In October 2015, I and nine other early-career researchers were selected to become ambassadors for Sense About Science’s Ask for Evidence campaign.
The ambassadors represent the campaign at talks around the UK and beyond and encourage different audiences to Ask for Evidence. When I first heard that the campaign was looking for ambassadors, I was really eager to apply as, having previously been a tutor at a local college, I know that a great deal of young people get the majority of their information from social media and the internet. They need to be given the skills to sift through the constant barrage of unregulated, anecdotal claims on what is good for our health, bad for the environment, how we can treat diseases or what could give you cancer.
Spreading the word
So far our small group has spread the Ask for Evidence message from London to Aberdeen, with one of our members even across the pond in California. We’ve spoken to university students, vets and special interest groups such as Café Scientifique. So it was with a mixture of fear and excitement that I traveled across to Leeds to speak at the local ‘Skeptics in the Pub’ meeting to give my first solo talk in Leeds.
‘Skeptics in the Pub’
In case you are unaware of ’Skeptics in the Pub’, let me tell you more about it. Groups of people across the country have begun to arrange regular meet ups in pubs and bars to discuss science, reason and rational thinking alongside a healthy dose of alcohol. I arrived at The George pub and was greeted by a wonderfully diverse, but worryingly large, group of people. After a few technical hitches and ten fear-filled minutes of thinking I’d be acting out my PowerPoint slides I was underway.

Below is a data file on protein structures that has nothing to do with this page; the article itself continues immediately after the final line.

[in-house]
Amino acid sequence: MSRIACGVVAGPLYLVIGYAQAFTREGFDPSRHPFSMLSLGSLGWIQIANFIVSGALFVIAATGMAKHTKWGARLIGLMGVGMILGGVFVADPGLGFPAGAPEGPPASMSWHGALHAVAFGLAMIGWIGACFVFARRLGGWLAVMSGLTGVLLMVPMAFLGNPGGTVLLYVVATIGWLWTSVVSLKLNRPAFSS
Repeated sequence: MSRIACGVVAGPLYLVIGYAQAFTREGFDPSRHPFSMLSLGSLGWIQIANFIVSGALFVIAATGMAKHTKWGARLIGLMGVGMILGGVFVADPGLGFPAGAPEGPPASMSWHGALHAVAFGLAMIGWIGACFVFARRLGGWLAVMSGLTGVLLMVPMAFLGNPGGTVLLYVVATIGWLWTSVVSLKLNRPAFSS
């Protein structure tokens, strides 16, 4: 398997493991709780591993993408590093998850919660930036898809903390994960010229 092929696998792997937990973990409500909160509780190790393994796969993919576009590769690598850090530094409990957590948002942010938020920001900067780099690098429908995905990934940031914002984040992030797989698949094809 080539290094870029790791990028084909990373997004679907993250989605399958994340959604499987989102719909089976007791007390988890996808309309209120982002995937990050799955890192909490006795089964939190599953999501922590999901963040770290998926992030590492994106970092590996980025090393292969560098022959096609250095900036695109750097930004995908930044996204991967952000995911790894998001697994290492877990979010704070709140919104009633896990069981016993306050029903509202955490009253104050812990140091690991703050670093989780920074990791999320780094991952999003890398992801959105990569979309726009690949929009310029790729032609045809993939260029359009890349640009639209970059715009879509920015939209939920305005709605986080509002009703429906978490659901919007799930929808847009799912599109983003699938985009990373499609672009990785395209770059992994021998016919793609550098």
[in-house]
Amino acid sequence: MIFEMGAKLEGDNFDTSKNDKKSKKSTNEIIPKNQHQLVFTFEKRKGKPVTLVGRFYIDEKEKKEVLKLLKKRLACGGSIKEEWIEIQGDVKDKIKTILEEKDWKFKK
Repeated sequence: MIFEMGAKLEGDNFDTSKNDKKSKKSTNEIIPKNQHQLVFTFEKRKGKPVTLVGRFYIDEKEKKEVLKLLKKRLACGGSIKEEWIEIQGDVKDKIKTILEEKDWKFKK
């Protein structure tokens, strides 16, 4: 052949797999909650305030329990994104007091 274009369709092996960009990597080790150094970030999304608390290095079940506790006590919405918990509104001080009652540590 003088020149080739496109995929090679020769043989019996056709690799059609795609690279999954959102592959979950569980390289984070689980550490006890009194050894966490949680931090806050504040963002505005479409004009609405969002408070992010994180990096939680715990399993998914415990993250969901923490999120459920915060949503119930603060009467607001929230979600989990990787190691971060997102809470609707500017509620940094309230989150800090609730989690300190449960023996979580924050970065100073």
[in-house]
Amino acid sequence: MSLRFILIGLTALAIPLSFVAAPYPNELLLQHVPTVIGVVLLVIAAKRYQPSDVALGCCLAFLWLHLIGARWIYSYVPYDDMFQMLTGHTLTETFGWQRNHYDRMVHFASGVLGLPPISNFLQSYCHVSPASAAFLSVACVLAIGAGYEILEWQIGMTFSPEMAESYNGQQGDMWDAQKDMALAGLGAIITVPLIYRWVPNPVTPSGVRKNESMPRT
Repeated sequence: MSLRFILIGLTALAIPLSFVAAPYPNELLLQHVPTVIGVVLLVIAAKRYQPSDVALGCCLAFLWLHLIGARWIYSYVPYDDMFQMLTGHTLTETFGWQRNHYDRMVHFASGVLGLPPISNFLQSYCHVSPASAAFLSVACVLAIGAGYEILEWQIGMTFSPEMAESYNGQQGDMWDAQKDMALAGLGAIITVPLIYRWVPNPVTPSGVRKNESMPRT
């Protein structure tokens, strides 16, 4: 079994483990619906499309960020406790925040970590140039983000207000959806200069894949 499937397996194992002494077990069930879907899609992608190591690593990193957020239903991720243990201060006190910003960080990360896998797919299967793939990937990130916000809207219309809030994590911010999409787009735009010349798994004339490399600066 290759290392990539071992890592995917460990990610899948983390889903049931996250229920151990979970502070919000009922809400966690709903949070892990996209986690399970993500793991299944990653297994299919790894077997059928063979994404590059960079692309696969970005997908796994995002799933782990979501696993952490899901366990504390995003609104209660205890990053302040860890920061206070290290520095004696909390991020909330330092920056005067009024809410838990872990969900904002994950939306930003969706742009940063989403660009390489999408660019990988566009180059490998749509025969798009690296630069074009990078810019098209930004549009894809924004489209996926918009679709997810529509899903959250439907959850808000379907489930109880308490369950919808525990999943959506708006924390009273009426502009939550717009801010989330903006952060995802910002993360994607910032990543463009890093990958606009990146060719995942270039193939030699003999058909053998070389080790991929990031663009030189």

Drinkable sun cream
I started the talk off with a brief introduction of the campaign and then got stuck into to the Ask for Evidence stories. The group was amazed and alarmed in equal measure when I told them about Osmosis Skin Care and their drinkable sun cream. Made of ‘100% water’, this product supposedly claims to protect you from UV through the delivery of beneficial radio frequencies to the cells. Since the British Association of Dermatologists asked for evidence, the company has had to change the claims on all their packaging. I also told them of my own experience of asking a thermologist for evidence to support her claim that infrared cameras can detect cancer ‘8-10 years before’ other current technologies. I am yet to hear back on this one.
An insightful night
Based on feedback received on the night and afterwards, I thought the event went really well. The audience asked a lot of really interesting and insightful questions, not only about the campaign but about my personal experiences of working in science. There was also a healthy debate over the benefits and limitations of peer-review, which I especially enjoyed. I can’t wait for my next talk, so please get in touch if you’d like to find out more about our campaign and how you can get involved!
This blog has been reposted with the kind permission of the Biochemical Society (@BiochemSoc) and was originally published here.